How many CIOs invest in building the brand they and their team represents ? Business IT Alignment is not only about projects being executed or the discussion the CIO has with the Management teams. BITA happens every day with every interaction anyone within IT has with any other non-IT person (normally referred to as user) within the enterprise. This cannot be left to passive management; it has to be actively managed across the levels.
External branding is another aspect of visibility and credibility that requires a strategy and plan. Go to any conference, event or panel/roundtable discussion, you will find the same old faces on the stage. It would appear that CIOs were born with stage fright; most are happy to be part of the audience, their views rarely get aired (everyone has a view). Nowadays social media and internet presence too contribute towards the identity of the CIO who represents the IT success of the enterprise.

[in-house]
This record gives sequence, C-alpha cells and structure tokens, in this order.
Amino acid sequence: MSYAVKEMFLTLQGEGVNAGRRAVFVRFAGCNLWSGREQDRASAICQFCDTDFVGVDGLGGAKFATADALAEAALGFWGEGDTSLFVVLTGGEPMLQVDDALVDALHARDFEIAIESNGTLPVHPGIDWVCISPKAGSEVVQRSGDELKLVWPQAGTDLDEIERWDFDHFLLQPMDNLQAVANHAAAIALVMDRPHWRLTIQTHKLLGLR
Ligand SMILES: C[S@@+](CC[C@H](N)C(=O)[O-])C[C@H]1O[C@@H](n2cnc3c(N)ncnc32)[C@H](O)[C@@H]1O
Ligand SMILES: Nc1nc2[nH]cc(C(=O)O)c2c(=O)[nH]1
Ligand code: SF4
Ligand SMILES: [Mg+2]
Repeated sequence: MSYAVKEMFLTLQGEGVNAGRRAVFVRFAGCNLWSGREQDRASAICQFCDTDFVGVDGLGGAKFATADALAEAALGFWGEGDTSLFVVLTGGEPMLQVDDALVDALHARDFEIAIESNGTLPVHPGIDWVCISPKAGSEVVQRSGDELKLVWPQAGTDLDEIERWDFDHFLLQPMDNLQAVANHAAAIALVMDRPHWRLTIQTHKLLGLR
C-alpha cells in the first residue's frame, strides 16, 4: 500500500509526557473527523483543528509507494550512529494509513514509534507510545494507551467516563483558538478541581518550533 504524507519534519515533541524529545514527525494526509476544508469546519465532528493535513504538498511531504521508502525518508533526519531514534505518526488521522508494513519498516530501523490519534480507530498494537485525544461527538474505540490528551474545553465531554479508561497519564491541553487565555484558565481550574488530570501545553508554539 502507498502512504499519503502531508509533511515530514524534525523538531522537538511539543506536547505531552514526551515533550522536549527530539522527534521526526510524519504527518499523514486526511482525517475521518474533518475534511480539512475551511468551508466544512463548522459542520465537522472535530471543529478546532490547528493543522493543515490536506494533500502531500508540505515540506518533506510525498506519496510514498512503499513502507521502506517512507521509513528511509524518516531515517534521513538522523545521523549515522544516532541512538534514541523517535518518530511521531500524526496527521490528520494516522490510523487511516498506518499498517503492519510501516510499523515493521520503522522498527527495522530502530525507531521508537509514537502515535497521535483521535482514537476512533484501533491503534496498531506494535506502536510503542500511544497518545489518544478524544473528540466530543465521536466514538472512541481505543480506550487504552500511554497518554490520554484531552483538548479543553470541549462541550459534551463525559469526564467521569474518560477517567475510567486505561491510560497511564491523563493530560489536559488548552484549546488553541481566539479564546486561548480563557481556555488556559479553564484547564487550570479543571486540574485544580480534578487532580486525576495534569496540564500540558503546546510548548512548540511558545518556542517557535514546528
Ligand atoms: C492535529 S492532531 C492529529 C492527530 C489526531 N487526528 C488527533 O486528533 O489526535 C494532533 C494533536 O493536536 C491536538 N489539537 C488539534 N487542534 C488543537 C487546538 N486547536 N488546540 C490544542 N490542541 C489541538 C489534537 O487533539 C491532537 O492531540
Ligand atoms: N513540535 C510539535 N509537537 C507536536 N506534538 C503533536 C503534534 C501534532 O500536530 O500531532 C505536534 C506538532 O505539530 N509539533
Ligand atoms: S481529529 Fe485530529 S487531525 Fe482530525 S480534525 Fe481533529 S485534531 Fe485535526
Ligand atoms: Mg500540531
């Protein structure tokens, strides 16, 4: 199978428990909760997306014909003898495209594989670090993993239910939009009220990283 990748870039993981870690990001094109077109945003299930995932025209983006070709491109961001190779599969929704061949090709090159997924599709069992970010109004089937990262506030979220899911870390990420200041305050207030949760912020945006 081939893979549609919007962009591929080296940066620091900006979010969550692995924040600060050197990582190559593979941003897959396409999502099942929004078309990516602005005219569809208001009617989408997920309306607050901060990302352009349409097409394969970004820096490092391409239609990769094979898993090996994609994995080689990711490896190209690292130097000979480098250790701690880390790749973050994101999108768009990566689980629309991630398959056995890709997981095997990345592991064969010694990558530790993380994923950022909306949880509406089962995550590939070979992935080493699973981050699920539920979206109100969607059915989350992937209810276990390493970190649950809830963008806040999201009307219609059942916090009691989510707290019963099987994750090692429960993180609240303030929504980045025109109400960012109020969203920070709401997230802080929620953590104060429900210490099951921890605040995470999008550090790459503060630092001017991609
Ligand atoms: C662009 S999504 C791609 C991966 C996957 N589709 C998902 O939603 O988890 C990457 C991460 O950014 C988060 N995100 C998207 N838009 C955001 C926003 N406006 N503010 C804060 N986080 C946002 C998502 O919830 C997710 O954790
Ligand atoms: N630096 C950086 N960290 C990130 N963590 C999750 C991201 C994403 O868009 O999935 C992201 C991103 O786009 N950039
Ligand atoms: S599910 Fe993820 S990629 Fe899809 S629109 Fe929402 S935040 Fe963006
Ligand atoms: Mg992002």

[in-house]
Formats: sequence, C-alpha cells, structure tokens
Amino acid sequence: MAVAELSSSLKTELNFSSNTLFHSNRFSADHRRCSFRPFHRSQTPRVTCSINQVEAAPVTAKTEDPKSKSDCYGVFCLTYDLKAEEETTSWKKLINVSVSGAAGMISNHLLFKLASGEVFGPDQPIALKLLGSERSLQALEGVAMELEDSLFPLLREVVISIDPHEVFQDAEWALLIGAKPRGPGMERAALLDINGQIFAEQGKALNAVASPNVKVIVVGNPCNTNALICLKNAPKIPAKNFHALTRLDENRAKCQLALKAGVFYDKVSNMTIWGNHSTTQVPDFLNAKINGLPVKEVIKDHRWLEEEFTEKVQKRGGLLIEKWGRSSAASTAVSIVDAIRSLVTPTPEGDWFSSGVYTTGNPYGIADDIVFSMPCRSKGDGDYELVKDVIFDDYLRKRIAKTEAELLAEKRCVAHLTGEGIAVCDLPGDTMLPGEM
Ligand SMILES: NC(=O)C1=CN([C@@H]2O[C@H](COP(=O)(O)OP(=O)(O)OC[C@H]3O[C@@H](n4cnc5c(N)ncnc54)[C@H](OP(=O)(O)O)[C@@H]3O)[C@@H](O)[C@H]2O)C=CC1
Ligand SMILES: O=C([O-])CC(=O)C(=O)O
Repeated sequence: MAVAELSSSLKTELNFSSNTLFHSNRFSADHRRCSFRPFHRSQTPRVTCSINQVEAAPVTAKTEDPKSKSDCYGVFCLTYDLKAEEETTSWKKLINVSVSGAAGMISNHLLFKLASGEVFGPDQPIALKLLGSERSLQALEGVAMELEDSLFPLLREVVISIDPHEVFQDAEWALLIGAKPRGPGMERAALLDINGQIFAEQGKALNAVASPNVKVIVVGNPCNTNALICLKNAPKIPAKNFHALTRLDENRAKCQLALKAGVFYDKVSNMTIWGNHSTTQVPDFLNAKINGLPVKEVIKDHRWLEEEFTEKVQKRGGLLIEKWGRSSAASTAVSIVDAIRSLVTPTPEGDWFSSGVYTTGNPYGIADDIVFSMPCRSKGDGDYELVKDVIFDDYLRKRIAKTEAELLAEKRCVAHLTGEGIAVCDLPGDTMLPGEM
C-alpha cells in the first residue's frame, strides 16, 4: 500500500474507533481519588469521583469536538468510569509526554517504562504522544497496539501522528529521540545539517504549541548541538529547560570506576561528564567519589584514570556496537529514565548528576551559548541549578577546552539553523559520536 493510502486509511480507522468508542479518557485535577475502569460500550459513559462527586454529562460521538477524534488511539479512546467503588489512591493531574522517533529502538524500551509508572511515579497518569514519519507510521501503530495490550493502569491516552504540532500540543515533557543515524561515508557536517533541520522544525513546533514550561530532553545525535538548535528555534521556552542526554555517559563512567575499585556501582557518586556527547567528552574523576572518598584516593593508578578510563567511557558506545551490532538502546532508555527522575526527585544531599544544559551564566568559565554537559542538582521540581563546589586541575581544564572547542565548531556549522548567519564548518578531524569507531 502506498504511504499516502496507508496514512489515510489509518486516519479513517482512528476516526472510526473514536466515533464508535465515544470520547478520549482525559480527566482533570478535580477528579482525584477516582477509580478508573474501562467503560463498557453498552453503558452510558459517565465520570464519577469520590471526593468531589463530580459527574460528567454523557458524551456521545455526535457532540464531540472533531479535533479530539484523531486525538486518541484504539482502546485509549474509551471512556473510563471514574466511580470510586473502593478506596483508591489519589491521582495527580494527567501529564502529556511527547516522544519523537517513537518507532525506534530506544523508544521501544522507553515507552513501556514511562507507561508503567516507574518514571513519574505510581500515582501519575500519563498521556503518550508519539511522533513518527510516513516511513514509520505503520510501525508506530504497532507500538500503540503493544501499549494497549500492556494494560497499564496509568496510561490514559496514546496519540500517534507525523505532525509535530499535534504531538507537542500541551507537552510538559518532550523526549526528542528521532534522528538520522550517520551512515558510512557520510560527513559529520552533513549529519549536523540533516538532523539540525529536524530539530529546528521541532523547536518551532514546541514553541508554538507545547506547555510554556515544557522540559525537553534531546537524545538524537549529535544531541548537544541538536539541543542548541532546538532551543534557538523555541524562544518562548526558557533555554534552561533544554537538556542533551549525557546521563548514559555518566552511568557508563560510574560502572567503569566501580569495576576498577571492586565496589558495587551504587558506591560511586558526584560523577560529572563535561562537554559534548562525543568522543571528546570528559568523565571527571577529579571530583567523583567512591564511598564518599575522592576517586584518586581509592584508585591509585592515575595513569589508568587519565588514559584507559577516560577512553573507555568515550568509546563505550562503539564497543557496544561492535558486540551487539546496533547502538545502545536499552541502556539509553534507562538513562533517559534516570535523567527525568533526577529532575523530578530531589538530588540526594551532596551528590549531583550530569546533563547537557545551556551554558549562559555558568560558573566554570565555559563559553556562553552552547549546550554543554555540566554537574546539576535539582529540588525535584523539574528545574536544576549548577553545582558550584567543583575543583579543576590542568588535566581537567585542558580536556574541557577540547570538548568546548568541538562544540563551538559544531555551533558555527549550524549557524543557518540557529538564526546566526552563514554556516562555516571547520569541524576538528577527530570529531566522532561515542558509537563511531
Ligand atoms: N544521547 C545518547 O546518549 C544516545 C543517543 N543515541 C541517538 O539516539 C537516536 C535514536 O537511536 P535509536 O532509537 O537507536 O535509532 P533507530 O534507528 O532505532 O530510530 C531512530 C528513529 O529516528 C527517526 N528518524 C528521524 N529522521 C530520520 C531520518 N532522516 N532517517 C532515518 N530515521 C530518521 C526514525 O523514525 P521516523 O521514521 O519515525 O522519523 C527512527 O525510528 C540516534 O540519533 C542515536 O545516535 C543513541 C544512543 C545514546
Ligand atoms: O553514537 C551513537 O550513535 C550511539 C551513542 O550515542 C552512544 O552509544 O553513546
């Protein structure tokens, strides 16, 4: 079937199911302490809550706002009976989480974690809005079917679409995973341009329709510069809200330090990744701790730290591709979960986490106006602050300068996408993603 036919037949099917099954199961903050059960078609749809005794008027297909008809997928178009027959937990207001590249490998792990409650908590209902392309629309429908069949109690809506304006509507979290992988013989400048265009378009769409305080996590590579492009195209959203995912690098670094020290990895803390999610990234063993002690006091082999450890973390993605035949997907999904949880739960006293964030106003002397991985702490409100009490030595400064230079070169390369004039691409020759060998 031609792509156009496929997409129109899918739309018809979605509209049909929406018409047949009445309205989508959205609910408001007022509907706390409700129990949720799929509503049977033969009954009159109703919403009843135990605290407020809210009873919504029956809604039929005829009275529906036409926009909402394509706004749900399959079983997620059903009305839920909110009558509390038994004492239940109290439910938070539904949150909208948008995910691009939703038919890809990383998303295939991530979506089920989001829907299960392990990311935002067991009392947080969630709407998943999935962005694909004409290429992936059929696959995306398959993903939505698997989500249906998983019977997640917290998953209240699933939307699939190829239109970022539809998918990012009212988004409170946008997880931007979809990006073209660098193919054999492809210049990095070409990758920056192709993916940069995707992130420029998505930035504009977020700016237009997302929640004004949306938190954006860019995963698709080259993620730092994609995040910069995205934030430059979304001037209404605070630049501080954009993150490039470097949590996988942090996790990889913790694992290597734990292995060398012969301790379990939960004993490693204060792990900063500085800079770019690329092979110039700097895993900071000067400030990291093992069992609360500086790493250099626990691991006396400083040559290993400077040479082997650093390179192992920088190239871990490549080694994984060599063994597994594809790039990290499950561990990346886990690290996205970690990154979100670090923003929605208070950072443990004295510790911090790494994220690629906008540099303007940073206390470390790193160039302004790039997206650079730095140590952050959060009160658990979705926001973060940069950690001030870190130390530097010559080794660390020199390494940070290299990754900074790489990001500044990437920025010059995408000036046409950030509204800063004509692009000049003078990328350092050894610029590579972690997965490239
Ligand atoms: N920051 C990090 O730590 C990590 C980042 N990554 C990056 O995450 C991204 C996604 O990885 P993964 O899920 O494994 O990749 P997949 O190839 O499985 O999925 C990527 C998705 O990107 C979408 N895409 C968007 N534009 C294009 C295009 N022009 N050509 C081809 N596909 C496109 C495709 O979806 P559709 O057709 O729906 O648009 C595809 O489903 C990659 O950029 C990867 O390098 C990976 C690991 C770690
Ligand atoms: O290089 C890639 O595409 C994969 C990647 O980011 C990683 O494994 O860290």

The combined persona is finally the way s/he is portrayed to the world at large. If the CIO does not actively manage this, it will be managed by forces that s/he does not control. The CIO could then just be an entry in a database or one of the featured ones in a search. If people read about you and read what you stand for, your views on varied or specific subjects, it adds to the perception of who the person is. Some manage this well, the rest leave it to divine intervention.
I believe that CIOs should invest in building the brand not just internally, which is easily done by constant communication and discussion beyond transactions. They should also actively manage their visibility and branding across the IT industry and their chosen industry; participation in industry specific events, membership to bodies, talking to tech journalists and participation in social media make a great combination to get started. Is there more ? It all depends on where you want to go !